How to Select and Organize a Campsite while Backpacking

Once you arrive at the place where you plan to spend the night, look around for a good area to pitch your tent. You’ll want to avoid obvious drainages (low points that funnel water). These might flood in case of rain, and the soil can be unstable in these areas. Look for a relatively flat areaˇŞsleeping on a slope is uncomfortable.

Make sure you pick a spot at least 100 yards away from the trail and any water sources. Avoid meadows and bogs, since tents and footprints leave permanent marks in their soft, wet soil. Find a place with enough open space to accommodate your dropcloth, tent, cooking area, and any supplies or equipment you will have nearby. If you’re in a group, you may want enough space for a “community area” where everyone can sit around, cook and eat together.

When you leave your campsite, take a final look around to ensure there are no obvious signs of you having been there.

campsite backpacking How to Select and Organize a Campsite while Backpacking

Look overheadˇŞmake sure there are no dead branches or dangerous looking pine cones above the place where you plan to sleep, cook, eat, and sit.

Once you have found a good spot for sleeping, lay out your dropcloth in the place you plan to pitch your tent or set up a tarp. If there’s enough room, leave space between tent sites to ensure a little more privacy, (after all no one wants to hear you snore).

Check to make sure there’s nothing sharp or hard underneath the drop cloth that could puncture the floor of the tent or keep you awake at night. Move aside any pine cones, rocks, branches, etc., that will be in the way, and set them nearby – you should scatter them back over the area before you leave. Try to leave the site in the same shape as you found. You should leave no sign of your brief visit to the wilderness.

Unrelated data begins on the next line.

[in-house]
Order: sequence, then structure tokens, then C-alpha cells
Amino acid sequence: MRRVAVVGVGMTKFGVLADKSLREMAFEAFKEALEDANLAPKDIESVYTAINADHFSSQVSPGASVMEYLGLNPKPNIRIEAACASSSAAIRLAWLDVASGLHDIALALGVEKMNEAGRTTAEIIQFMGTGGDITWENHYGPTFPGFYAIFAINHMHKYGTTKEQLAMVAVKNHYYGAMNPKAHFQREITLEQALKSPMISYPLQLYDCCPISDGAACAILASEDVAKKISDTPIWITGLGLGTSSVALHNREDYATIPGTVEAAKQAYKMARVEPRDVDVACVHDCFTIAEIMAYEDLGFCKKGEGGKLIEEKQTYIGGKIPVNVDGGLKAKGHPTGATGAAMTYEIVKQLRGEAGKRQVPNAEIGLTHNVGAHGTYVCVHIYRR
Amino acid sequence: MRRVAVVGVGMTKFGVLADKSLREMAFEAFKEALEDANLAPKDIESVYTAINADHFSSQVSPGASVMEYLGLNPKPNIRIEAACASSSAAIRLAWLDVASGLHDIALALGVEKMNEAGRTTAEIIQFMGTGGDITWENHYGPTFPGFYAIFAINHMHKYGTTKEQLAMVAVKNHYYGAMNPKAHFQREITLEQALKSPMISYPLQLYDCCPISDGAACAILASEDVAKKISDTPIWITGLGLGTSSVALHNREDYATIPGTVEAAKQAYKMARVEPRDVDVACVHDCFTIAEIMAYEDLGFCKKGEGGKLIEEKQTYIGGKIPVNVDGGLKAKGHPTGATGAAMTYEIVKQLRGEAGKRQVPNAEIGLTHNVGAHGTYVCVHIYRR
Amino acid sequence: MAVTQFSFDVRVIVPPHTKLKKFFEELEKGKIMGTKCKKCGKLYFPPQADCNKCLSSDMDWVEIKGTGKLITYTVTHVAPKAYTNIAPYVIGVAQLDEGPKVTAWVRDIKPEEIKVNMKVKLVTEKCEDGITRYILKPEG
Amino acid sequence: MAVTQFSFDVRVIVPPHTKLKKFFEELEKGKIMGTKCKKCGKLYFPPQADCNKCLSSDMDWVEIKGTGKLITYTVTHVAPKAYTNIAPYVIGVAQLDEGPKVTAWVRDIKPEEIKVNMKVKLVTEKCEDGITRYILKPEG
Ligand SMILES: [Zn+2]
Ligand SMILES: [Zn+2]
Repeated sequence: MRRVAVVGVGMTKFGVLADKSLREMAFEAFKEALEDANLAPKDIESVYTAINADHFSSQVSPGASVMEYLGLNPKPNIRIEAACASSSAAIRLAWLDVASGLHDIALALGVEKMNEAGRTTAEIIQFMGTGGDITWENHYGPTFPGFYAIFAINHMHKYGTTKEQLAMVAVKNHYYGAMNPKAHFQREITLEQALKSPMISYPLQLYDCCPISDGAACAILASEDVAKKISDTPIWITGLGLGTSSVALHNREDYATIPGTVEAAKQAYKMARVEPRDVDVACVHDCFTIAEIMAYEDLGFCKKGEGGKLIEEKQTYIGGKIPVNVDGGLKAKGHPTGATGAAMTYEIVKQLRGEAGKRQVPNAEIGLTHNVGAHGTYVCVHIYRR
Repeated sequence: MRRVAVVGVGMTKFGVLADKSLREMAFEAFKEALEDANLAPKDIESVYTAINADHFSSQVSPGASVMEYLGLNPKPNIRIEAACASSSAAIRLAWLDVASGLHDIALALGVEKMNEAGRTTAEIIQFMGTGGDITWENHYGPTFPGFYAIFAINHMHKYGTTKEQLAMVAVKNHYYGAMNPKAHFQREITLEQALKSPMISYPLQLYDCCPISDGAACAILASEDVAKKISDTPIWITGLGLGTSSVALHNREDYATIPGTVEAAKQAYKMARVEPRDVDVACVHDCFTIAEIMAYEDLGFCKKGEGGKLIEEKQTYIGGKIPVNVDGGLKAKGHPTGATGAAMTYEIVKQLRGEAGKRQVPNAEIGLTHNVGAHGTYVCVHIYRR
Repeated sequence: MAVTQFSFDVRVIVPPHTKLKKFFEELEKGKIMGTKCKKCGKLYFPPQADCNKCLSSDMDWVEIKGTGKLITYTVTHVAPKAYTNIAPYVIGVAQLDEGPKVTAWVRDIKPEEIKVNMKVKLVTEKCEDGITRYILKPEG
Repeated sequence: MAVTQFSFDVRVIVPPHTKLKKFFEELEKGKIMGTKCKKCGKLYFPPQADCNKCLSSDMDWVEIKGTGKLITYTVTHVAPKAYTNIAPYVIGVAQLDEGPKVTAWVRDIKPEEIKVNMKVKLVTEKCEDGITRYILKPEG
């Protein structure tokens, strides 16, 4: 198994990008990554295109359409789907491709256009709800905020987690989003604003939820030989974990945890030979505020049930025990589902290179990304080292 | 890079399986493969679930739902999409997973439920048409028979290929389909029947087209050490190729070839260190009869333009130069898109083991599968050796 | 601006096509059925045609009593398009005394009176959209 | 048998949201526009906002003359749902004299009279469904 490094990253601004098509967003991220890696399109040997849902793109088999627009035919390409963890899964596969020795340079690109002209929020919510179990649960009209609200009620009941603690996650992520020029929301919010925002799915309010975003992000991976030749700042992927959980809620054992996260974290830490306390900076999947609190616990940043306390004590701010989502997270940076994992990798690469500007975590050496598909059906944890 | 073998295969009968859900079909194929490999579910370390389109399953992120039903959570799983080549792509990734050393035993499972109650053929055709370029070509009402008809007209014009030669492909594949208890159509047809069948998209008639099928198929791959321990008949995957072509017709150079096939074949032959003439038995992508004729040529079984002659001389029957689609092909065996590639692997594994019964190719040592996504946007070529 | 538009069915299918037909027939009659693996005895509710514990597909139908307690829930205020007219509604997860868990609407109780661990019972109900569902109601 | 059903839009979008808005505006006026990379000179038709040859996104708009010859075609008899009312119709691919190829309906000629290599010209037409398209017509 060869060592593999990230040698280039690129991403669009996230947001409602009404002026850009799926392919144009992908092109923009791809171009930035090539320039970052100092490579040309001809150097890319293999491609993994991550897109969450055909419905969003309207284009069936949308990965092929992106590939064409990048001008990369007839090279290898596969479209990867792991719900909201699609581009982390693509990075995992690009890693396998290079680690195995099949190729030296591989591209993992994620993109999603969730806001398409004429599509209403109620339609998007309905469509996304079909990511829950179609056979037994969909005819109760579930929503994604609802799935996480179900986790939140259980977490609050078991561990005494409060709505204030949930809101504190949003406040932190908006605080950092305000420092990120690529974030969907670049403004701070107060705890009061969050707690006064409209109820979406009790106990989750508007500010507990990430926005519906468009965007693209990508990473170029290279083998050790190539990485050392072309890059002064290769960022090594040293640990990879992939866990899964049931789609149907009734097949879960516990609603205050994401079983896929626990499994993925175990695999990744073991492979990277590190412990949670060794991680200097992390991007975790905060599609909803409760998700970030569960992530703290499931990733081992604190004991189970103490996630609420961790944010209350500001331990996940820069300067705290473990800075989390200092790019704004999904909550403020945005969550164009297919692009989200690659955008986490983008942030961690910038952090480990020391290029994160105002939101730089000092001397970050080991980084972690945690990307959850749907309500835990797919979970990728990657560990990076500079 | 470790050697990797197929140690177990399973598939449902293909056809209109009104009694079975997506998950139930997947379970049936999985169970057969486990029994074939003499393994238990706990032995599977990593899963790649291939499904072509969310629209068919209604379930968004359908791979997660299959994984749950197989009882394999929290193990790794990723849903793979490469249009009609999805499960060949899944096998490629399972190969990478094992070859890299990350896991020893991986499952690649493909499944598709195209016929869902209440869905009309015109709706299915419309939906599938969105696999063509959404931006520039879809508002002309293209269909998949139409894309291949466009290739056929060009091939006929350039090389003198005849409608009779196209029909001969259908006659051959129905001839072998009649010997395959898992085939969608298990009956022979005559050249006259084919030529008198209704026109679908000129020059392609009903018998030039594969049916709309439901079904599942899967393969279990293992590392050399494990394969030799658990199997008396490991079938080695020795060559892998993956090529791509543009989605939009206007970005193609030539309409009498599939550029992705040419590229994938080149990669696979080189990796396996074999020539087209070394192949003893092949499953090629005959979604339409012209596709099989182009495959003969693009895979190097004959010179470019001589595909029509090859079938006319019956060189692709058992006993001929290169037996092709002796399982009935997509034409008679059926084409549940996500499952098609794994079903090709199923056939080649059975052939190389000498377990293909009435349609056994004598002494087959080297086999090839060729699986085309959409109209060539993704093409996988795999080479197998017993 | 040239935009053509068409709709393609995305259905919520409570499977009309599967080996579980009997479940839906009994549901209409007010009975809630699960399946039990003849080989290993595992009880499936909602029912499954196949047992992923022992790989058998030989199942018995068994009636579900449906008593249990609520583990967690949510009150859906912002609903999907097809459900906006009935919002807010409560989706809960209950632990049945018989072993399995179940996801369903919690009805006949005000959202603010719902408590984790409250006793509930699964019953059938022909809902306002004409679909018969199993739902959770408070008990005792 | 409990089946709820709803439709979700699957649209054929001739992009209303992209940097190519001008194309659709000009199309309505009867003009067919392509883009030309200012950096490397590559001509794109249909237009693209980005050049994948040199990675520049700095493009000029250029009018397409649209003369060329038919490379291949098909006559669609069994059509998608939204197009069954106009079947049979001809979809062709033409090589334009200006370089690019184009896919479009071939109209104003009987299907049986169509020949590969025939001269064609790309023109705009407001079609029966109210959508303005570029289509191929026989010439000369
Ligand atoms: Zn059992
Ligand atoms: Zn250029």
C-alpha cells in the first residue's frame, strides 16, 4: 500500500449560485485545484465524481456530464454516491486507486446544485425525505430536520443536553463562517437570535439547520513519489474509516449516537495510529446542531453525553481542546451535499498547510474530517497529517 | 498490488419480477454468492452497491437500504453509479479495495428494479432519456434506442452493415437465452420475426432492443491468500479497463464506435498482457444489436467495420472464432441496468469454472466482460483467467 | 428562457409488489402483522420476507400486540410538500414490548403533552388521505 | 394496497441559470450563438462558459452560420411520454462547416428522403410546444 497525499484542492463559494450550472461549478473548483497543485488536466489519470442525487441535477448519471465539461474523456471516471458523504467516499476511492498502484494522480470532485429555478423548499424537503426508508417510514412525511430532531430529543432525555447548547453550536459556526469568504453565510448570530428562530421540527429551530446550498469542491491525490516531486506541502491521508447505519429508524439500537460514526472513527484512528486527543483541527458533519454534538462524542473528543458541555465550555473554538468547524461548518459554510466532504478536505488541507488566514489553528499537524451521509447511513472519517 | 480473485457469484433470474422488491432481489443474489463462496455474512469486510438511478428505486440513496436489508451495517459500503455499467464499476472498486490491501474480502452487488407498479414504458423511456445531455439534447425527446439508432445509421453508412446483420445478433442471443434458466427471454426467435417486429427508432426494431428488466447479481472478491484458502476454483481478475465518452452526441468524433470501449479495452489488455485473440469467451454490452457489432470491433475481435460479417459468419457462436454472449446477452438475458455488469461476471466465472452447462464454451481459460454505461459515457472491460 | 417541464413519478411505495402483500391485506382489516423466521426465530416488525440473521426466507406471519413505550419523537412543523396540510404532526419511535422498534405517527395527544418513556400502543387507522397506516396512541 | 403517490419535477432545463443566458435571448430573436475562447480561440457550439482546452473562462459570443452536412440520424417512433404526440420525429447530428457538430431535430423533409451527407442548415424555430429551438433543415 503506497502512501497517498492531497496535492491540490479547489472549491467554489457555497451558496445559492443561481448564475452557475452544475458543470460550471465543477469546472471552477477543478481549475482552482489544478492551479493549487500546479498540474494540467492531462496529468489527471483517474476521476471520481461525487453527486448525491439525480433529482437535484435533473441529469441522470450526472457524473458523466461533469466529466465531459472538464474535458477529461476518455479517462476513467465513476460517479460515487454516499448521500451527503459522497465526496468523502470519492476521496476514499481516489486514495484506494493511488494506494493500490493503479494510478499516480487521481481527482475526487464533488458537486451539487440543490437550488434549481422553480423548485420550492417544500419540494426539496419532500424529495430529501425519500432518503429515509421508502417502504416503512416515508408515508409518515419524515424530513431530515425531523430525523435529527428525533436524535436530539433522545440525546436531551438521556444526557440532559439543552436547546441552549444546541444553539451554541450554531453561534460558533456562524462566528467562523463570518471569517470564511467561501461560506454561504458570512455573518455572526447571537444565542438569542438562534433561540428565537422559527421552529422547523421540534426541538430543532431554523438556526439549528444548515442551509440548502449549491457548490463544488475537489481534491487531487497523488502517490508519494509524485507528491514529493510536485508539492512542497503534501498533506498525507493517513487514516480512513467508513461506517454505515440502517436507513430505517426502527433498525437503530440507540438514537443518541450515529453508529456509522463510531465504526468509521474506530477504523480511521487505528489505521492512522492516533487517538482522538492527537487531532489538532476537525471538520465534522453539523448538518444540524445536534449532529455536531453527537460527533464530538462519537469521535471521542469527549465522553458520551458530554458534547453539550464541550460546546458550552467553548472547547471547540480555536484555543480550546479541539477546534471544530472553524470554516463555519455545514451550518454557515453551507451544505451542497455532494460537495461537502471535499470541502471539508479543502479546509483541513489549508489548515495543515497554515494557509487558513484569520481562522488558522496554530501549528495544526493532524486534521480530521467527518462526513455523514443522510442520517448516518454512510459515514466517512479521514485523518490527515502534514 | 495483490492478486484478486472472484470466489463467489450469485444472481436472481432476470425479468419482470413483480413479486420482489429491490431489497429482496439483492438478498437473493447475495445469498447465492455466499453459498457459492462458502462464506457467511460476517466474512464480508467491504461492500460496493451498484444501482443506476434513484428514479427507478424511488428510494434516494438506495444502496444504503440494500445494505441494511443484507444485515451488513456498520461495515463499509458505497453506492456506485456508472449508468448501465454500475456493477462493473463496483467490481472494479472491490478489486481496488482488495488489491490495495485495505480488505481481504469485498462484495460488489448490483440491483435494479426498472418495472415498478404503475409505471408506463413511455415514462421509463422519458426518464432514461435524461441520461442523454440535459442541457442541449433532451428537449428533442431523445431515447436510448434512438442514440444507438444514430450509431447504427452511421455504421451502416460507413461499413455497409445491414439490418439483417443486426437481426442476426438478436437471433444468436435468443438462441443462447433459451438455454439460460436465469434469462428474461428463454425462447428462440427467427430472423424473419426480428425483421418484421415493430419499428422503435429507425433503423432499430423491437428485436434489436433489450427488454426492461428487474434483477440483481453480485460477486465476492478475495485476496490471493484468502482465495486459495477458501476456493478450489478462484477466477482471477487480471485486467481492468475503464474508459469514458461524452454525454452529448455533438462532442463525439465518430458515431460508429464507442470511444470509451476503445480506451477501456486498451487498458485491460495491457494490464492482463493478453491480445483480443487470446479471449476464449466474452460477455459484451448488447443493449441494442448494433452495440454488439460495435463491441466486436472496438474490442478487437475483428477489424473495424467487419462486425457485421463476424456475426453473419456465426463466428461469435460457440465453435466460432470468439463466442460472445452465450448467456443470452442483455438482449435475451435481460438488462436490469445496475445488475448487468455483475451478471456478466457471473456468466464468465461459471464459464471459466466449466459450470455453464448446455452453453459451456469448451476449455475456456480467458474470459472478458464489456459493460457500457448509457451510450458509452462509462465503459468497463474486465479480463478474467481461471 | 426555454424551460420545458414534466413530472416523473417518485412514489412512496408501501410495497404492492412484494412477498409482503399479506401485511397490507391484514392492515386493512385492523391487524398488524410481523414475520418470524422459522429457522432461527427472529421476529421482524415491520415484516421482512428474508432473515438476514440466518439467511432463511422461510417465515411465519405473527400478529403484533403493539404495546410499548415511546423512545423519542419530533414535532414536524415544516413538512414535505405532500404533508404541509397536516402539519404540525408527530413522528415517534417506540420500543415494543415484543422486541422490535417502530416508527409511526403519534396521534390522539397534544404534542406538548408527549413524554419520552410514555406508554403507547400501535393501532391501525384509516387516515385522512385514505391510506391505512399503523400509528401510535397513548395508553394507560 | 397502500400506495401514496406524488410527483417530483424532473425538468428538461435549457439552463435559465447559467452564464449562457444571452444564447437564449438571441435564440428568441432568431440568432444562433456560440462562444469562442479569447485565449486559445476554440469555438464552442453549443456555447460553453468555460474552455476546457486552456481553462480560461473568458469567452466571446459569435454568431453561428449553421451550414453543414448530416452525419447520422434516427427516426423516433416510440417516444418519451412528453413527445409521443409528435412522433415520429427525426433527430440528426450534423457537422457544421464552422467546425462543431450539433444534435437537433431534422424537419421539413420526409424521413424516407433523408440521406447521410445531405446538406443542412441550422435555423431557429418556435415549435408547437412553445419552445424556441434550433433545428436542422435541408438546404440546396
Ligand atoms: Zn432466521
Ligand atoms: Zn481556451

Some people like to dig a small trench around their tent or tarp to keep running water from entering or pooling underneath the dropcloth. If you expect heavy rain, you might want to do this, but in general avoid making permanent disruptions or alterations to the campsite.

After setting up your tent, unroll your sleeping pad and take your sleeping bag out of its stuff sack. If the pad is the inflatable type it’s good to give it several minutes to expand and fill with air. (Back home, be sure to store it in a flat and unrolled position so the foam doesn’t become permanently flattened.) Do the same for down bagsˇŞtake them out of their stuff sacks so the down can regain its loft before you climb inside for the night.

If you plan to use your inflatable pad for lounging on around the campsite, make sure it’s protected with a durable cover. The company that manufactures these padsˇŞCascade DesignsˇŞnow produces a cover that converts the pad into a comfortable camp chair. If you are using an ensolite or neoprene pad you do not have to worry about punctures, but watch for sharp sticks poking through the pad or causing tears, or heat from the stove which can melt both types of pads.

Once everyone has selected a sleeping area (with or without a tent), look for a good “kitchen.” Chances are you will not have a table, but look around for boulders or logs of convenient heights for cooking on. If none are available, be ready to do a lot of sitting as you cook and eat on the ground. Avoid moving large things to accommodate your desire for “furniture.” Rearranging small rocks and logs is OK as long you do not damage anything, and return everything to their original place.

If you use rocks near the cooking area do not allow them to become blackened from stoves or campfires. Make sure trash bags are kept near the kitchen to hold all wrappers, peelings, leftovers, and garbage that will be packed back out. Do not let trash blow away from the campsite, and make sure trash bags are secured for the night so small animals can’t chew through the bags and scatter it around.

When you leave your campsite, take a final look around to ensure there are no obvious signs of you having been there. Use a leafy branch to sweep away tent imprints, and pick up any last pieces of trash you may have overlooked.

“Leave the place better than you found it, and encourage others to do the same…”


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